C & N CORPORATION, doing business as Door Peninsula Winery, Plaintiff–Appellee, v. GREGORY KANE & ILLINOIS RIVER WINERY, INC., Defendants–Appellants.
Both parties in this case are Midwestern wineries that produce a spiced apple wine they call “Hallowine.” Door Peninsula Winery sued Illinois River Winery and its owner, Gregory Kane, for trademark infringement. The district court ruled in Door Peninsula's favor and ordered Illinois River to pay damages. Illinois River now appeals, but because it raises only arguments that were not before the district court, we affirm.
Door Peninsula Winery, a Wisconsin company, began selling and distributing a spiced apple wine called “Hallowine” in 1998. Sales were brisk, and Door Peninsula expanded operations into Illinois later that year.
The seasonal spiced apple wine market also beckoned to Illinois River Winery and its owner, Gregory Kane. Illinois River1 began selling its own Hallowine in 2005 and sought to register the Hallowine mark with the Patent and Trademark Office (“PTO”) in 2006. Door Peninsula initiated opposition proceedings at the PTO and the Trademark Trial and Appeal Board ruled in its favor, finding that Door Peninsula had priority in the Hallowine mark.
Illinois River continued to sell its Hallowine despite the PTO ruling. Kane considered alternative names for the seasonal wine, but ultimately decided that consumers would prefer Hallowine.
Door Peninsula filed suit against Illinois River in March 2012, asserting infringement of its common law trademark rights and infringement of unregistered marks under § 43(a) of the Lanham Act. In response, Illinois River asserted 27 affirmative defenses. After some discovery, Door Peninsula moved for partial summary judgment, seeking dismissal of Illinois River's affirmative defenses and a finding that Illinois River was liable for trademark infringement to the tune of $508,864.26 in damages. The district court granted the motion. Door Peninsula then moved to dismiss its remaining claims and for entry of judgment. The district court granted that motion as well.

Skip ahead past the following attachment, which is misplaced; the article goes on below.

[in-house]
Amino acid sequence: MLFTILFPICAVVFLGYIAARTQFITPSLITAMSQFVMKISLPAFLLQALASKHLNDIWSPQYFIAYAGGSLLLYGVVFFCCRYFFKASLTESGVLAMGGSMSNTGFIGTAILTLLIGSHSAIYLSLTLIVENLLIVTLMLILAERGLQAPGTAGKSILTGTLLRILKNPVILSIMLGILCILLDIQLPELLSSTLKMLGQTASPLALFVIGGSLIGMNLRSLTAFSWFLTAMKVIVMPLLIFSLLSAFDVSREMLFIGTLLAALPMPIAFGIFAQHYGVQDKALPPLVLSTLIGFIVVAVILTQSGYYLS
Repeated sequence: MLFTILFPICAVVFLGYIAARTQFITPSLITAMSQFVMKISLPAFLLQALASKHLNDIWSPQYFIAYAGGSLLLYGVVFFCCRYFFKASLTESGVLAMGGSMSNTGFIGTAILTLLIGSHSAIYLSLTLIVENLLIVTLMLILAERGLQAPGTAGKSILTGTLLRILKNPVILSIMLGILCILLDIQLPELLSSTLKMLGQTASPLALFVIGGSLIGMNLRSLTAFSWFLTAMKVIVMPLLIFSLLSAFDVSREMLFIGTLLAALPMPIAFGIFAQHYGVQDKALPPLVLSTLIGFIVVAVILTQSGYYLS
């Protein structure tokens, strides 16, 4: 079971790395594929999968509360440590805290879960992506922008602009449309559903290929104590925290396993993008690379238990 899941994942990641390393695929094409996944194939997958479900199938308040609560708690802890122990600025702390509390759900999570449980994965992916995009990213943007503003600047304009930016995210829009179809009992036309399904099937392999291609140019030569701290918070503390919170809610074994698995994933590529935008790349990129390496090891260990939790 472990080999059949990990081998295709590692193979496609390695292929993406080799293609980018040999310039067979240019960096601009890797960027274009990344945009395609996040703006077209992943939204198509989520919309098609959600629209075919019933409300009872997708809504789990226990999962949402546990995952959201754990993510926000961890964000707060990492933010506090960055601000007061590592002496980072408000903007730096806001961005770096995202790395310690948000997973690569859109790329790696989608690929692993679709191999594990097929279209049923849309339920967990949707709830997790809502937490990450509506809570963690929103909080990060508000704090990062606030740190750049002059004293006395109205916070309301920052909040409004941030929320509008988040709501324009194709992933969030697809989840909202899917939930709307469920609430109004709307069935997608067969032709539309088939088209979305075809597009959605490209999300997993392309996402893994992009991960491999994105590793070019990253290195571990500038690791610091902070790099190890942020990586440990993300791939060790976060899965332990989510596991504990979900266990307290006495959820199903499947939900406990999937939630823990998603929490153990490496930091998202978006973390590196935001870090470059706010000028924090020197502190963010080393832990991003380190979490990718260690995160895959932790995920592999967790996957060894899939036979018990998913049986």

Illinois River now appeals the district court's decision, arguing that it was defective for three reasons: (1) Kane is not liable for damages in his individual capacity (2) damages incurred before March 16, 2012 are barred by the applicable statute of limitations, and (3) “Hallowine” is not a protectable mark.
The first two claims are easily dismissed. Illinois River did not present them to the district court, and they are therefore waived. Puffer v. Allstate Ins. Co., 675 F.3d 709, 718 (7th Cir.2012). A defendant cannot withhold arguments at trial and then fault the district court on appeal for not addressing them.
The third claim is also waived, but the analysis is a little more complex. The district court did find that Door Peninsula “established the validity of the HALLOWINE mark as a protectable mark.” Illinois River seizes on this statement, arguing that since the district court decided the mark was protectable, it could not possibly have waived a protectability argument.
Presumably, the court ruled on protectability in response to Door Peninsula's brief, which marshaled both facts and law in support of its argument that “Hallowine” was a protectable mark. We will not find that an argument was adequately preserved solely because a party's opponent defended against the argument, as Door Peninsula did here. Williams v. Dieball, 724 F.3d 957, 962 (7th Cir.2013) (“to find that one party's argument was preserved because his opponent defended against it out of an abundance of caution would be to punish the opponent for being more thorough.”). The party making the argument on appeal must have raised it before the district court itself, which Illinois River failed to do. Its statement of undisputed facts contained the results of Google searches for “Hallowine,” and a vague assertion that “Hallowine” was commonly used for fall special events. But Illinois River did not argue protectability in response to Door Peninsula's motion for summary judgment. Arguments that are “underdeveloped, conclusory, or unsupported by law” are waived on appeal. Puffer, 675 F.3d at 718. Illinois River's argument was all three and thus was waived.
We make one final note: At oral argument, Illinois River argued that it could not have waived its protectability argument because a finding that the mark was, in fact, unprotectable would have gutted Door Peninsula's prima facie case. This is untrue. Summary judgment law “does not permit a nonmovant defendant to delay pointing out claimed flaws in the plaintiff's prima facie case until an appeal is under way.” Resolution Trust Corp. v. Juergens, 965 F.2d 149, 153 (7th Cir.1992). The argument was waived; Illinois River cannot circumvent decades of our precedent requiring arguments be adequately presented at trial.
Illinois River did not adequately present any of its arguments on appeal to the district court. They are all waived, leaving us no alternative but to AFFIRM the district court's decision.
1. For concision, we will refer to Kane and Illinois River collectively as “Illinois River.”
KANNE, Circuit Judge.